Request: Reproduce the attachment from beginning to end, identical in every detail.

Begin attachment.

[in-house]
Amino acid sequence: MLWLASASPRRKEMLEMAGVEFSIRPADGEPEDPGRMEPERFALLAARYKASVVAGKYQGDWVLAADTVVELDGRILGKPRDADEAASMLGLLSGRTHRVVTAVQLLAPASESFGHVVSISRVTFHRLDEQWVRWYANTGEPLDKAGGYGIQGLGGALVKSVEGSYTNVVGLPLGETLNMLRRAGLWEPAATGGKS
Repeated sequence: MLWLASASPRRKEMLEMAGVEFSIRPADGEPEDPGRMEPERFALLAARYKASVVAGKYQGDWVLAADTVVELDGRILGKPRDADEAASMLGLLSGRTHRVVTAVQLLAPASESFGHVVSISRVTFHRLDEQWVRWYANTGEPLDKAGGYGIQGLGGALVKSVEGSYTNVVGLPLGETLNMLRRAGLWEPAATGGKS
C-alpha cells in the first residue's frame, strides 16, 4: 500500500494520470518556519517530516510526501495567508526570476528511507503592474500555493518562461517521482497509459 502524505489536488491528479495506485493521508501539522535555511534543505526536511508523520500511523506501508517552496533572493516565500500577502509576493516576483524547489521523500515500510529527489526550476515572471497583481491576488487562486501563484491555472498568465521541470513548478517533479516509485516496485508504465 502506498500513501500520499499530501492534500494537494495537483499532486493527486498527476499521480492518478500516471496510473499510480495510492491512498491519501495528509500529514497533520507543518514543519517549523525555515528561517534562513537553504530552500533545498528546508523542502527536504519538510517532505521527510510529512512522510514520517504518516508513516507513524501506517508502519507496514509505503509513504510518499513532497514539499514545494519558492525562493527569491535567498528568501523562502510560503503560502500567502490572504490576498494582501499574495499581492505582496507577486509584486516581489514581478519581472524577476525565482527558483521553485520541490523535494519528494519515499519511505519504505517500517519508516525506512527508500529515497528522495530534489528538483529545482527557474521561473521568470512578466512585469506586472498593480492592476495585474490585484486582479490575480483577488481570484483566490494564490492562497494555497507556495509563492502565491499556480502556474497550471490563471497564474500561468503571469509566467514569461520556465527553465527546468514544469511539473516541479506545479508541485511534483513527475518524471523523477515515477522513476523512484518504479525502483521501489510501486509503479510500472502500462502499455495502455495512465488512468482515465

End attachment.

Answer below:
[in-house]
Amino acid sequence: MLWLASASPRRKEMLEMAGVEFSIRPADGEPEDPGRMEPERFALLAARYKASVVAGKYQGDWVLAADTVVELDGRILGKPRDADEAASMLGLLSGRTHRVVTAVQLLAPASESFGHVVSISRVTFHRLDEQWVRWYANTGEPLDKAGGYGIQGLGGALVKSVEGSYTNVVGLPLGETLNMLRRAGLWEPAATGGKS
Repeated sequence: MLWLASASPRRKEMLEMAGVEFSIRPADGEPEDPGRMEPERFALLAARYKASVVAGKYQGDWVLAADTVVELDGRILGKPRDADEAASMLGLLSGRTHRVVTAVQLLAPASESFGHVVSISRVTFHRLDEQWVRWYANTGEPLDKAGGYGIQGLGGALVKSVEGSYTNVVGLPLGETLNMLRRAGLWEPAATGGKS
C-alpha cells in the first residue's frame, strides 16, 4: 500500500494520470518556519517530516510526501495567508526570476528511507503592474500555493518562461517521482497509459 502524505489536488491528479495506485493521508501539522535555511534543505526536511508523520500511523506501508517552496533572493516565500500577502509576493516576483524547489521523500515500510529527489526550476515572471497583481491576488487562486501563484491555472498568465521541470513548478517533479516509485516496485508504465 502506498500513501500520499499530501492534500494537494495537483499532486493527486498527476499521480492518478500516471496510473499510480495510492491512498491519501495528509500529514497533520507543518514543519517549523525555515528561517534562513537553504530552500533545498528546508523542502527536504519538510517532505521527510510529512512522510514520517504518516508513516507513524501506517508502519507496514509505503509513504510518499513532497514539499514545494519558492525562493527569491535567498528568501523562502510560503503560502500567502490572504490576498494582501499574495499581492505582496507577486509584486516581489514581478519581472524577476525565482527558483521553485520541490523535494519528494519515499519511505519504505517500517519508516525506512527508500529515497528522495530534489528538483529545482527557474521561473521568470512578466512585469506586472498593480492592476495585474490585484486582479490575480483577488481570484483566490494564490492562497494555497507556495509563492502565491499556480502556474497550471490563471497564474500561468503571469509566467514569461520556465527553465527546468514544469511539473516541479506545479508541485511534483513527475518524471523523477515515477522513476523512484518504479525502483521501489510501486509503479510500472502500462502499455495502455495512465488512468482515465